For instance, I took an English class entitled, “The Novel”.  Other students groaned that we had to read four novels, all assigned, for the semester long class.  I laughed!  During the school year I was reading a novel or two a week, for fun!  During the summers, I typically read two or three!  I was done reading for the class in only three weeks and could then go back to reading the novels I wanted for the rest of the time.  Or how about the flash back to my freshman year English, we were assigned to read “West Side Story” for the whole semester… which is a novelization of a wonderful musical… but was written by a total hack.  I blew off the assignment to read better books.  The instructor misunderstood my motivation and I got bumped over to “bonehead” english… It took only one day for my new instructor to realize the mistake… but I convinced her to let me stay and allow me to read and write what I wanted.

That Chemistry teacher then cajoled me into taking his new, never before offered, 3rd semester AP Chemistry class.  I at first refused… but then he told me that there would be no homework, no tests, only one term project of our own chosing.  I would have full access to the Chem lab to build one Chemistry related experiment and demonstrate to the other students… all five of them!  Can you guess who the other five students were?  Yep, they were among the REALLY gifted students at the school… none of which were in the official “MGM” program.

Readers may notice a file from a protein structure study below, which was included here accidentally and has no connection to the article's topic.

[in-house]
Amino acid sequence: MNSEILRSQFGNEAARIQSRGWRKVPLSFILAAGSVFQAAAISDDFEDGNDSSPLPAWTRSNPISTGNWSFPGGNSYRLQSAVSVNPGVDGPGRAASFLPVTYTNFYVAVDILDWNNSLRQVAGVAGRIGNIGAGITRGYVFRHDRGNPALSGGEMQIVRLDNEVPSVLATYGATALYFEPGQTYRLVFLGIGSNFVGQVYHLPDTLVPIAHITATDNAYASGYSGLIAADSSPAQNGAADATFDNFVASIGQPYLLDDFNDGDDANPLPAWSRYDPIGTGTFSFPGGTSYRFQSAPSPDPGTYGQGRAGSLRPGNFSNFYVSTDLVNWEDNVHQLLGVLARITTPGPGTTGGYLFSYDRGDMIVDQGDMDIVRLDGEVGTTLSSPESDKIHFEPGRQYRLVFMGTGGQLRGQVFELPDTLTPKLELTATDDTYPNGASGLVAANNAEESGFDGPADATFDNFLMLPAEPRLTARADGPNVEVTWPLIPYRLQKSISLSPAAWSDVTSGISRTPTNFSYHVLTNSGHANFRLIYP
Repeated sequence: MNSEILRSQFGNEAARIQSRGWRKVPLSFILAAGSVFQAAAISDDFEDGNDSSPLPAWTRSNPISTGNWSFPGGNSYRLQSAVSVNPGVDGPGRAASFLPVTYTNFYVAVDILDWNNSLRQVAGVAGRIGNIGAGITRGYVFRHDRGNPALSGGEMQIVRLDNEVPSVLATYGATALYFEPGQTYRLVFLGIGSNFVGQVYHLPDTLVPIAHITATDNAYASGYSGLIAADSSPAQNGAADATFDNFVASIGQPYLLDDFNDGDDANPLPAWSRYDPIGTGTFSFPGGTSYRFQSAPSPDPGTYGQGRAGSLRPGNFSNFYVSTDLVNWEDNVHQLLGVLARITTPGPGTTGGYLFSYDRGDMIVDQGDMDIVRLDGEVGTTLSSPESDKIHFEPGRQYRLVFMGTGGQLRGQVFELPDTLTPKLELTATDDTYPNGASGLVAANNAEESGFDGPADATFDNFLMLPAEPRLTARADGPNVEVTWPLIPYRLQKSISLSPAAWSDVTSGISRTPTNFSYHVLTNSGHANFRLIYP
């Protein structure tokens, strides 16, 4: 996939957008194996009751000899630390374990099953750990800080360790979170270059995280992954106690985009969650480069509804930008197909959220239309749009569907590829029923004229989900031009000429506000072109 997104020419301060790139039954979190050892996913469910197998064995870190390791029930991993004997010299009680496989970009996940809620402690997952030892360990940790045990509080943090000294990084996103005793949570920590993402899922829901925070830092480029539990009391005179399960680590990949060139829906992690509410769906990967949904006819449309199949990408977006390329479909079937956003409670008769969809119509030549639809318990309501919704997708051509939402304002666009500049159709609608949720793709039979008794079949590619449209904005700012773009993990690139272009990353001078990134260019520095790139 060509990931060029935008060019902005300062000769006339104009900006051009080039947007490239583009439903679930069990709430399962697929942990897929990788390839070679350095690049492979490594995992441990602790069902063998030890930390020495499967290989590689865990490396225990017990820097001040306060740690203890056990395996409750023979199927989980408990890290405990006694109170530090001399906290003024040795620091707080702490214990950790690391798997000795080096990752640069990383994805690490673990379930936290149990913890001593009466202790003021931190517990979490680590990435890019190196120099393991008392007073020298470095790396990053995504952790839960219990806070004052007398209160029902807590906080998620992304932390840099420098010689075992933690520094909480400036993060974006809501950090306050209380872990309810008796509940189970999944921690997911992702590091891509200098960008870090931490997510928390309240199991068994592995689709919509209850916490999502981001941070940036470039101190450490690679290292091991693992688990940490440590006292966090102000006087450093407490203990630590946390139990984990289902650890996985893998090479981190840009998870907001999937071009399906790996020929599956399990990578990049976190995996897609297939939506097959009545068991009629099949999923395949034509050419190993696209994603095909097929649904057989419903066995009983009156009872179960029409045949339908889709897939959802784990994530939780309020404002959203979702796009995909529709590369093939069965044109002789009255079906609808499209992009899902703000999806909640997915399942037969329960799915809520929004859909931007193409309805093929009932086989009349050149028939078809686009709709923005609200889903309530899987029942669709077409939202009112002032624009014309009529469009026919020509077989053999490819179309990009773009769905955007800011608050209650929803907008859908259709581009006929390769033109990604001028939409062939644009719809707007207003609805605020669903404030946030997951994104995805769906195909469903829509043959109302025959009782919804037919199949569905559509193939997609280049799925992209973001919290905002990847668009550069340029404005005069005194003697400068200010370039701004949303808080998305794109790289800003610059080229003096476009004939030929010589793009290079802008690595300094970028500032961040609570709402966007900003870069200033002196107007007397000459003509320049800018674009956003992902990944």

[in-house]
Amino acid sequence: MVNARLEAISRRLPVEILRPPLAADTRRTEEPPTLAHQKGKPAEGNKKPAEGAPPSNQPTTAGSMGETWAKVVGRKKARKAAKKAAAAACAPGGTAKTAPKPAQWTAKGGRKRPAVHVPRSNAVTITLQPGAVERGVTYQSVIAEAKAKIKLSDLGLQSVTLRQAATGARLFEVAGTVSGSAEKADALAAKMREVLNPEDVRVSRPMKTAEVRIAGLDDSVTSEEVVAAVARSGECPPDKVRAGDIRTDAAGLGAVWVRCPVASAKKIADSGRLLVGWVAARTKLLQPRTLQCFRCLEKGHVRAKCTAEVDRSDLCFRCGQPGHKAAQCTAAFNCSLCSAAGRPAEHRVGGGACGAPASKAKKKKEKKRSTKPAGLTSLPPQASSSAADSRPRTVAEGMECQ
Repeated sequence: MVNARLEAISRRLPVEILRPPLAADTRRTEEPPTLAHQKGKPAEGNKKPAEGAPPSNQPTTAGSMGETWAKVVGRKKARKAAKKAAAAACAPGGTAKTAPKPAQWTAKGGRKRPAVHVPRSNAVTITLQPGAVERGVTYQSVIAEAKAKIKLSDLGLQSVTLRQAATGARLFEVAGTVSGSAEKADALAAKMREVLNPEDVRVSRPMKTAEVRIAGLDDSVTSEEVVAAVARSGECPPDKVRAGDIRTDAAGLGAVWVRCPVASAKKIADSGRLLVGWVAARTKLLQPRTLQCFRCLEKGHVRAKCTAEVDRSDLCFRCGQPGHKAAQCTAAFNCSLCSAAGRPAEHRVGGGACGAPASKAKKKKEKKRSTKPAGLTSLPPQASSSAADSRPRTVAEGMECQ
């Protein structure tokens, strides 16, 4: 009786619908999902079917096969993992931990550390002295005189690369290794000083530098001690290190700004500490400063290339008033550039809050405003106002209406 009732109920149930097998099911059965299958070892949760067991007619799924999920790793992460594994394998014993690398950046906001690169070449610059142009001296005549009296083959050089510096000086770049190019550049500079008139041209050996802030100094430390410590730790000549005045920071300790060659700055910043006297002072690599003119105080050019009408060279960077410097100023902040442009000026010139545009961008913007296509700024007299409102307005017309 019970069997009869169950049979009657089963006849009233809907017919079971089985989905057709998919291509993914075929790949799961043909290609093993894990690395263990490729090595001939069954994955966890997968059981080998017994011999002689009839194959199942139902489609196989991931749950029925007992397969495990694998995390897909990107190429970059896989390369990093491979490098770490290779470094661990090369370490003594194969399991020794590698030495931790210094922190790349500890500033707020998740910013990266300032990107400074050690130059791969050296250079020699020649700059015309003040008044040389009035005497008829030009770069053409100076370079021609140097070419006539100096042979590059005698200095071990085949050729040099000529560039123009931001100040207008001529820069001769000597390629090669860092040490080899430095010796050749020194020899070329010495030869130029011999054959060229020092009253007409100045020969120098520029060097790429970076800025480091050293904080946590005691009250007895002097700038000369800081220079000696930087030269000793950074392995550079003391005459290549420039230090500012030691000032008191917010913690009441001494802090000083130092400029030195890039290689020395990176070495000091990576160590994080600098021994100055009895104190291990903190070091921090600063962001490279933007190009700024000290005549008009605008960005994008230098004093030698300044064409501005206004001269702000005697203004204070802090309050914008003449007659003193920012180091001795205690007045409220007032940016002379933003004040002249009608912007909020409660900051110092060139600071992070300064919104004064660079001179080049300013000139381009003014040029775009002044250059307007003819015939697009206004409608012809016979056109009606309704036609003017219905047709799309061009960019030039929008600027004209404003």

So who were the kids in the “MGM” program?  The “bright” kids whose parents pushed and prodded into getting straight A’s in every class… who just had to be elected to the class government, be the officers of campus clubs, etc.  And of course, they just HAD to be in the MGM program.  All so that they could get into an elite university.  We used to joke that MGM meant “More homework Given, Moron!”  I had some conversations with them…  Can I say it?  They had very little imagination or self-motivation save to please or mollify their parents.  One example, one of these straight A, MGM kids approached me asking for a recommendation for a SciFi novel to read, knowing I was an avid reader.  I was pleased… wow… what to recommend to a new reader?  I lent him my copy of Heinlein’s “Revolt in 2100”.  He took the book and said, “Thanks.” as he turned away.  I stopped him, as I was curious as to what motivated him to ask for a novel to read, never before having shown any real interest before.  He answered, “Gotta an assignment in English class to read a SciFi novel.”  He literally had no interest in reading anything that wasn’t assigned to him.  Not one of those kids became “eminent” in any adult domain.  Oh…. they all were ‘successful’… but nothing special.  How could they be, when they couldn’t imagine stepping foot outside the box provided for them?